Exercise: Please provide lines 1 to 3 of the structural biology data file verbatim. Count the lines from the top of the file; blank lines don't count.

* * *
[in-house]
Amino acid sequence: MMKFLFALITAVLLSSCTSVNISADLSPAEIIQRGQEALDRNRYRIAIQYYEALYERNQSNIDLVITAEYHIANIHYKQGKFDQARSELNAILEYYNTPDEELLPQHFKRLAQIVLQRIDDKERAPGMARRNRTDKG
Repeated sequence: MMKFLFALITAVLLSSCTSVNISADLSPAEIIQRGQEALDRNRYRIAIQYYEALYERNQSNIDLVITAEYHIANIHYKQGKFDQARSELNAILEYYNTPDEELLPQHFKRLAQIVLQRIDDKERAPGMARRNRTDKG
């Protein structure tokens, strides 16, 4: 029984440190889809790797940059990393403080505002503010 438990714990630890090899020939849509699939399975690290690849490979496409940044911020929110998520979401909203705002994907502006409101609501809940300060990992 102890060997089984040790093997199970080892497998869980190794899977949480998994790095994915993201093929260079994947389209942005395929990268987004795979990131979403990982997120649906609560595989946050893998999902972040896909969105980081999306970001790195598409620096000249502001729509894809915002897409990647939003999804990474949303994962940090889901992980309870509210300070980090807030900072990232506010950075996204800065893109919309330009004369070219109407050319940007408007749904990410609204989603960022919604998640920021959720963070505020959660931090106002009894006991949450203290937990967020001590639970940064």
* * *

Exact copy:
[in-house]
Amino acid sequence: MMKFLFALITAVLLSSCTSVNISADLSPAEIIQRGQEALDRNRYRIAIQYYEALYERNQSNIDLVITAEYHIANIHYKQGKFDQARSELNAILEYYNTPDEELLPQHFKRLAQIVLQRIDDKERAPGMARRNRTDKG
Repeated sequence: MMKFLFALITAVLLSSCTSVNISADLSPAEIIQRGQEALDRNRYRIAIQYYEALYERNQSNIDLVITAEYHIANIHYKQGKFDQARSELNAILEYYNTPDEELLPQHFKRLAQIVLQRIDDKERAPGMARRNRTDKG